$$ \begin{align} R^2 &= \dfrac{\mbox{sum of squares model}}{\mbox{sum of squares total}} \end{align} $$ $R^2$ is the proportion variance explained in the sample. It is a positively biased estimate of the proportion variance explained in the population.

  • Proportion variance explained $\eta^2$:
    Proportion variance of the dependent variable $y$ explained by an independent variable or interaction effect:
    $$ \begin{align} \eta^2_A &= \dfrac{\mbox{sum of squares A}}{\mbox{sum of squares total}}\\ \\ \eta^2_B &= \dfrac{\mbox{sum of squares B}}{\mbox{sum of squares total}}\\ \\ \eta^2_{int} &= \dfrac{\mbox{sum of squares int}}{\mbox{sum of squares total}} \end{align} $$ $\eta^2$ is the proportion variance explained in the sample. It is a positively biased estimate of the proportion variance explained in the population.

  • Proportion variance explained $\omega^2$:
    Corrects for the positive bias in $\eta^2$ and is equal to:
    $$ \begin{align} \omega^2_A &= \dfrac{\mbox{sum of squares A} - \mbox{degrees of freedom A} \times \mbox{mean square error}}{\mbox{sum of squares total} + \mbox{mean square error}}\\ \\ \omega^2_B &= \dfrac{\mbox{sum of squares B} - \mbox{degrees of freedom B} \times \mbox{mean square error}}{\mbox{sum of squares total} + \mbox{mean square error}}\\ \\ \omega^2_{int} &= \dfrac{\mbox{sum of squares int} - \mbox{degrees of freedom int} \times \mbox{mean square error}}{\mbox{sum of squares total} + \mbox{mean square error}}\\ \end{align} $$ $\omega^2$ is a better estimate of the explained variance in the population than $\eta^2$. Only for balanced designs (equal sample sizes).

  • Proportion variance explained $\eta^2_{partial}$: $$ \begin{align} \eta^2_{partial\,A} &= \frac{\mbox{sum of squares A}}{\mbox{sum of squares A} + \mbox{sum of squares error}}\\ \\ \eta^2_{partial\,B} &= \frac{\mbox{sum of squares B}}{\mbox{sum of squares B} + \mbox{sum of squares error}}\\ \\ \eta^2_{partial\,int} &= \frac{\mbox{sum of squares int}}{\mbox{sum of squares int} + \mbox{sum of squares error}} \end{align} $$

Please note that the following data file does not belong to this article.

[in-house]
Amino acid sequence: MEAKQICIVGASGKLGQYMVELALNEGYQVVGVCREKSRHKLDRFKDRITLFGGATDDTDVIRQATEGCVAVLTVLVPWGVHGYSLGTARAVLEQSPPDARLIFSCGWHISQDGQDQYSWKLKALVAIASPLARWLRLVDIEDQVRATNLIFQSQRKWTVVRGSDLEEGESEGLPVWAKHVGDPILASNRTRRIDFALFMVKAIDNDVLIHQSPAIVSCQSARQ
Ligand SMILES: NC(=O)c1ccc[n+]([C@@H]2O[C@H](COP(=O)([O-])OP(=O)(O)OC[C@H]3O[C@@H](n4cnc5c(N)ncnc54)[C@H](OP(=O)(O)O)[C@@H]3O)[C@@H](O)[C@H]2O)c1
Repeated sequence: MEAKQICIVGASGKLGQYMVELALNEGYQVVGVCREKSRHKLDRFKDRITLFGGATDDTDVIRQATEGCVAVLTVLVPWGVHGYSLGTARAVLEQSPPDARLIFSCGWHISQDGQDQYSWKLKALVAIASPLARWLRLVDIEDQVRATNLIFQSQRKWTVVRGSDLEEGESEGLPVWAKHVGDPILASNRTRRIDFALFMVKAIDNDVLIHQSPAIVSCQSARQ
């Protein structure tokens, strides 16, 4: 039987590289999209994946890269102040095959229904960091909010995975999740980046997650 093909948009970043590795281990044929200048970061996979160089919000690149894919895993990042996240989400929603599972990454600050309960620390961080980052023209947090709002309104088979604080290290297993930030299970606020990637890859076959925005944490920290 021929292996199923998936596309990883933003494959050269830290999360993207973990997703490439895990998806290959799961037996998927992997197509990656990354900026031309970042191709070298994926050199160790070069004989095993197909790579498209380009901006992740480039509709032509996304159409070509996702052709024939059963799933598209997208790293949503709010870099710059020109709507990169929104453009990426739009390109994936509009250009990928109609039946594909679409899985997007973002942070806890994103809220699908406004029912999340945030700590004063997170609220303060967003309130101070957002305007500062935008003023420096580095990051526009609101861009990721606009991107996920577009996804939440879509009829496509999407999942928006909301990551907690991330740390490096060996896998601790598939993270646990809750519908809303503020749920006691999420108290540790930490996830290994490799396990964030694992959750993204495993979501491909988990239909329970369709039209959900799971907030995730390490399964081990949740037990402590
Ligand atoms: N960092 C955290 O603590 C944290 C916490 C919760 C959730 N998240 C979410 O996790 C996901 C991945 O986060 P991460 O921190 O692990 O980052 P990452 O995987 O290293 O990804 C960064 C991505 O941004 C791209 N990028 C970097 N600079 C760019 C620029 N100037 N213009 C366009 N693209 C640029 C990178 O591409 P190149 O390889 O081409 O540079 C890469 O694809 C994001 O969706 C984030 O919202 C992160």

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Visual representationn.a.n.a.
Two sample t test - equal variances not assumed
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n.a.ANOVA tablen.a.
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two way ANOVA table
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n.a.Equivalent ton.a.
-OLS regression with two categorical independent variables and the interaction term, transformed into $(I - 1)$ + $(J - 1)$ + $(I - 1) \times (J - 1)$ code variables.-
Example contextExample contextExample context
Is the average mental health score different between men and women?Is the average mental health score different between people from a low, moderate, and high economic class? And is the average mental health score different between men and women? And is there an interaction effect between economic class and gender?Is there an association between economic class and gender? Is the distribution of economic class different between men and women?
SPSSSPSSSPSS
Analyze > Compare Means > Independent-Samples T Test...
  • Put your dependent (quantitative) variable in the box below Test Variable(s) and your independent (grouping) variable in the box below Grouping Variable
  • Click on the Define Groups... button. If you can't click on it, first click on the grouping variable so its background turns yellow
  • Fill in the value you have used to indicate your first group in the box next to Group 1, and the value you have used to indicate your second group in the box next to Group 2
  • Continue and click OK
Analyze > General Linear Model > Univariate...
  • Put your dependent (quantitative) variable in the box below Dependent Variable and your two independent (grouping) variables in the box below Fixed Factor(s)
Analyze > Descriptive Statistics > Crosstabs...
  • Put one of your two categorical variables in the box below Row(s), and the other categorical variable in the box below Column(s)
  • Click the Statistics... button, and click on the square in front of Chi-square
  • Continue and click OK
JamoviJamoviJamovi
T-Tests > Independent Samples T-Test
  • Put your dependent (quantitative) variable in the box below Dependent Variables and your independent (grouping) variable in the box below Grouping Variable
  • Under Tests, select Welch's
  • Under Hypothesis, select your alternative hypothesis
ANOVA > ANOVA
  • Put your dependent (quantitative) variable in the box below Dependent Variable and your two independent (grouping) variables in the box below Fixed Factors
Frequencies > Independent Samples - $\chi^2$ test of association
  • Put one of your two categorical variables in the box below Rows, and the other categorical variable in the box below Columns
Practice questionsPractice questionsPractice questions